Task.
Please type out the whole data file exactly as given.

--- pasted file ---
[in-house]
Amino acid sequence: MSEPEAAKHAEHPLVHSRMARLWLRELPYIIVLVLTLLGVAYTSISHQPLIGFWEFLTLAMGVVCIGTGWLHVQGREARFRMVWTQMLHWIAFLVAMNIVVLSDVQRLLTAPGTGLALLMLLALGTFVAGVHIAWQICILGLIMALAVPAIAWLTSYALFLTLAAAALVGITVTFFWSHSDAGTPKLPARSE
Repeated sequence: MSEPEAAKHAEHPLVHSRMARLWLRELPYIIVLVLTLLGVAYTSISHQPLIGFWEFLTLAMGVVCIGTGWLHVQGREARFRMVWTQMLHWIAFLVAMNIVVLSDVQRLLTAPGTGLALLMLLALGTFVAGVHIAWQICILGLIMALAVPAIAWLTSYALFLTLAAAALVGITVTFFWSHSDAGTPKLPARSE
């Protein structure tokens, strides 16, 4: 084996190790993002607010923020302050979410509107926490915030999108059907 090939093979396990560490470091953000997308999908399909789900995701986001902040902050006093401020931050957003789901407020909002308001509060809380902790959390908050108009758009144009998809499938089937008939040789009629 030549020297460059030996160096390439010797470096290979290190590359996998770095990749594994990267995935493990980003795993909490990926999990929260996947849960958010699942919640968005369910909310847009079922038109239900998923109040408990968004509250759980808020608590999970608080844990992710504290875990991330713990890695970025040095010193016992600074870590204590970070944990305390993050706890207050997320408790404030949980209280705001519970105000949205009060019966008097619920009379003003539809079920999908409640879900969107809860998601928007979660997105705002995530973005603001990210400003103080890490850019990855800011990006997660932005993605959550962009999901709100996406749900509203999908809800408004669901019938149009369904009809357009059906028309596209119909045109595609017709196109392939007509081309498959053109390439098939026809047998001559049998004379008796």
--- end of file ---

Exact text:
[in-house]
Amino acid sequence: MSEPEAAKHAEHPLVHSRMARLWLRELPYIIVLVLTLLGVAYTSISHQPLIGFWEFLTLAMGVVCIGTGWLHVQGREARFRMVWTQMLHWIAFLVAMNIVVLSDVQRLLTAPGTGLALLMLLALGTFVAGVHIAWQICILGLIMALAVPAIAWLTSYALFLTLAAAALVGITVTFFWSHSDAGTPKLPARSE
Repeated sequence: MSEPEAAKHAEHPLVHSRMARLWLRELPYIIVLVLTLLGVAYTSISHQPLIGFWEFLTLAMGVVCIGTGWLHVQGREARFRMVWTQMLHWIAFLVAMNIVVLSDVQRLLTAPGTGLALLMLLALGTFVAGVHIAWQICILGLIMALAVPAIAWLTSYALFLTLAAAALVGITVTFFWSHSDAGTPKLPARSE
């Protein structure tokens, strides 16, 4: 084996190790993002607010923020302050979410509107926490915030999108059907 090939093979396990560490470091953000997308999908399909789900995701986001902040902050006093401020931050957003789901407020909002308001509060809380902790959390908050108009758009144009998809499938089937008939040789009629 030549020297460059030996160096390439010797470096290979290190590359996998770095990749594994990267995935493990980003795993909490990926999990929260996947849960958010699942919640968005369910909310847009079922038109239900998923109040408990968004509250759980808020608590999970608080844990992710504290875990991330713990890695970025040095010193016992600074870590204590970070944990305390993050706890207050997320408790404030949980209280705001519970105000949205009060019966008097619920009379003003539809079920999908409640879900969107809860998601928007979660997105705002995530973005603001990210400003103080890490850019990855800011990006997660932005993605959550962009999901709100996406749900509203999908809800408004669901019938149009369904009809357009059906028309596209119909045109595609017709196109392939007509081309498959053109390439098939026809047998001559049998004379008796």